When I first started blogging and using supporting social media for it, I made tons of rookie marketing mistakes. Once I even accidentally posted a cat article to my company’s corporate Facebook page that has nothing to do with cats. The funniest thing is that this cat article got better engagement than our own “highly-targeted” content. Well, I guess cute animals always bring in lots of engagement, but that was not the kind of engagement we were looking for.
Here are some major, and oh-so-common, marketing mistakes that might be putting your social media following growth at risk. They might just make you or break you and have a much more significant negative effect on your digital presence than an accidental cat post.
1. If You Start Blogging, They’ll Read
While it’s great that you started blogging, you’re just starting to do your job. Don’t rely on someone accidentally stumbling upon your blog; even the best content needs promotion. We now know that “great product doesn’t promote itself.” You do. Assuming your content is top notch, you still need to be active on social media sites to push this content out to the masses where people will see it.
2. Just Leave the Old Posts Alone
Updating an old article can be a very effective blogging technique. If you’re trying to build thought leadership, you have to ensure that every page on your website is true and accurate. Sure, things like opinions, trends and data change over time and links get broken. However, you can take an older blog post and instead of writing out a whole new one, just update the older post.
You can even leave an older post as is and type a comparison or commentary on previous thoughts. This will show your readers that you take care of your blog and are very mindful of your own content and what you put out there. If some prediction didn’t take place or the trend has changed, write out your thoughts on why it happened the way it did, where you were basing your opinion on before, etc.
Bonus: Google likes when pages get updated because an update increases relevancy.
3. You Need to Come up with New Content Constantly
While you do need to post something consistently, you don’t have to reinvent the wheel every time. Take your most popular blog post and reuse the content by creating an infographic or video, or by developing a webinar or podcast series to further expand on the topic. The possibilities are endless. If you recycle your content occasionally, you’ll have a wealth of content in different media.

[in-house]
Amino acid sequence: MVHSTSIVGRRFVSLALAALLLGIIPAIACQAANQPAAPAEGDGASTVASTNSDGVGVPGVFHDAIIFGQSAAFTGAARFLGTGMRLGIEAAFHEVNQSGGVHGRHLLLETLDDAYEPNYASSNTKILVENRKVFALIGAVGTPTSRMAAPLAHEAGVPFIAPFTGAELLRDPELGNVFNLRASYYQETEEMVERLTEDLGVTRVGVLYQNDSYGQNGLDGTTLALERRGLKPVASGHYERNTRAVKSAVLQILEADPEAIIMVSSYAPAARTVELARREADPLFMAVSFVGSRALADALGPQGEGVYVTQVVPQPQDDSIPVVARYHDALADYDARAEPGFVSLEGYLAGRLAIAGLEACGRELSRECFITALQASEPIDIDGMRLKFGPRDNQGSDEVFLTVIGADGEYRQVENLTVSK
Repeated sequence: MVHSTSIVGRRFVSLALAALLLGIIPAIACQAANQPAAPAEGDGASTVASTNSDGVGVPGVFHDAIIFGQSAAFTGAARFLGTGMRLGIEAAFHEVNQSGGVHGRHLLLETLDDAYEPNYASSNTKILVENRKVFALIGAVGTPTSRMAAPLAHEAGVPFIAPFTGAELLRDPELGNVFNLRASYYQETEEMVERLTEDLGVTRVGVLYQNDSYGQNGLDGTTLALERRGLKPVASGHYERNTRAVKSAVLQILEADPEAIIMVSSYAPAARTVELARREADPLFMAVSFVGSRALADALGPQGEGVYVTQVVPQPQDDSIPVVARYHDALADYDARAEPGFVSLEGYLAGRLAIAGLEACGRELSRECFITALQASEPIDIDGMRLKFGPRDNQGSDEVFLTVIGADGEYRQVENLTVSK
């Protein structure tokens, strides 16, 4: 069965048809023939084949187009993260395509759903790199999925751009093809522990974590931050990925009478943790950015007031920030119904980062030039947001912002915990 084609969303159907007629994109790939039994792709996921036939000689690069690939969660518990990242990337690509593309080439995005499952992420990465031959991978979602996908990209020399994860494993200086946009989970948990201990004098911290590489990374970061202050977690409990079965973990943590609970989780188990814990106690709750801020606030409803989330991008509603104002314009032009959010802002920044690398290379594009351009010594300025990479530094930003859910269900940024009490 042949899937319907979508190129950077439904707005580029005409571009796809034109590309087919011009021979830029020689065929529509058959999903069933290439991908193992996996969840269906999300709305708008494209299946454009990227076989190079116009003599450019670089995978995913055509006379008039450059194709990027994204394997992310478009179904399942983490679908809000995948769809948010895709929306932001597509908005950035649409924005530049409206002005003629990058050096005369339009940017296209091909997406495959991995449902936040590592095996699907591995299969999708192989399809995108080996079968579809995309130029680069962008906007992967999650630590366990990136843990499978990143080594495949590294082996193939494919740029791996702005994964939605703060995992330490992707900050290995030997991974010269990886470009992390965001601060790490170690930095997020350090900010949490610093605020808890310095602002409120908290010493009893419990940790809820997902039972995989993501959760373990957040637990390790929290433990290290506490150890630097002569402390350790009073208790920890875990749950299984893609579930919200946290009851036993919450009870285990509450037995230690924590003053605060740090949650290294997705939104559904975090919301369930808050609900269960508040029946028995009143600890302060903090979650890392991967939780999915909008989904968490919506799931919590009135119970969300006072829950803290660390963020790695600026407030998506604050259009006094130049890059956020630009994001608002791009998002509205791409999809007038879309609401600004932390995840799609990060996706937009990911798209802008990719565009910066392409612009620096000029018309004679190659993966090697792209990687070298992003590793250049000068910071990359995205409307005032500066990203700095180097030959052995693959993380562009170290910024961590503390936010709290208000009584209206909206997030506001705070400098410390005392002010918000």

Industry leaders like Jay Baer and Social Media Examiner do it all the time. Different forms of content will also attract new audiences who prefer one content form over another. It will also make social media post ideas easier to come up with once you have a wealth of options.
4. You Don’t Need to Collect Emails if You’re Not Sending out Newsletters
You might not be planning on a newsletter right now, but maybe in a year you will. Start collecting email addresses even if you don’t see an immediate use for them. Your email list is still your biggest asset; this is the single digital marketing channel that brings in the best ROI. People who are willing to share their email address with you signal their interest in your content or possible products. Don’t reject their interest, because once you have a product, a launch or just a simple newsletter, you’ll be able to let these people know and build an initial list. Besides, websites like WordPress send an email notification each time a blog you’re subscribed to publishes new article. Email communication is a great way to send them back to your website and build a base of constant readers.
5. One Share Bar Is Enough
That little obscure thing in the bottom of the post. Or even worse, on top. I have nothing against those things, but encourage sharing every step of the way. They might love your article, but if they have to scroll all the way to the top of the page to share, chances are they won’t. There are lots of free tools, like SumoMe or Buffer, that you can use to install scrolling share bars. You can also install a tool that will grab images from the post and share it to social platforms along with a link to the post. Why wouldn’t you take advantage of it?
6. You Have to Be on All Popular Platforms
Seriously consider which social media platforms to use. You don’t have to be on every single platform that’s hot right now. If you have limited resources, like time, money and people, concentrate on a couple of proven networks. Instead of spreading yourself too thin, build meaningful connections and an impressive following on just a couple of networks where you can consistently bring value and quality. Think about your content and where it would be most appropriate. If your content is highly visual, use Pinterest or Instagram. If you’re producing videos, use YouTube. If you’re providing timely industry updates, consider Twitter.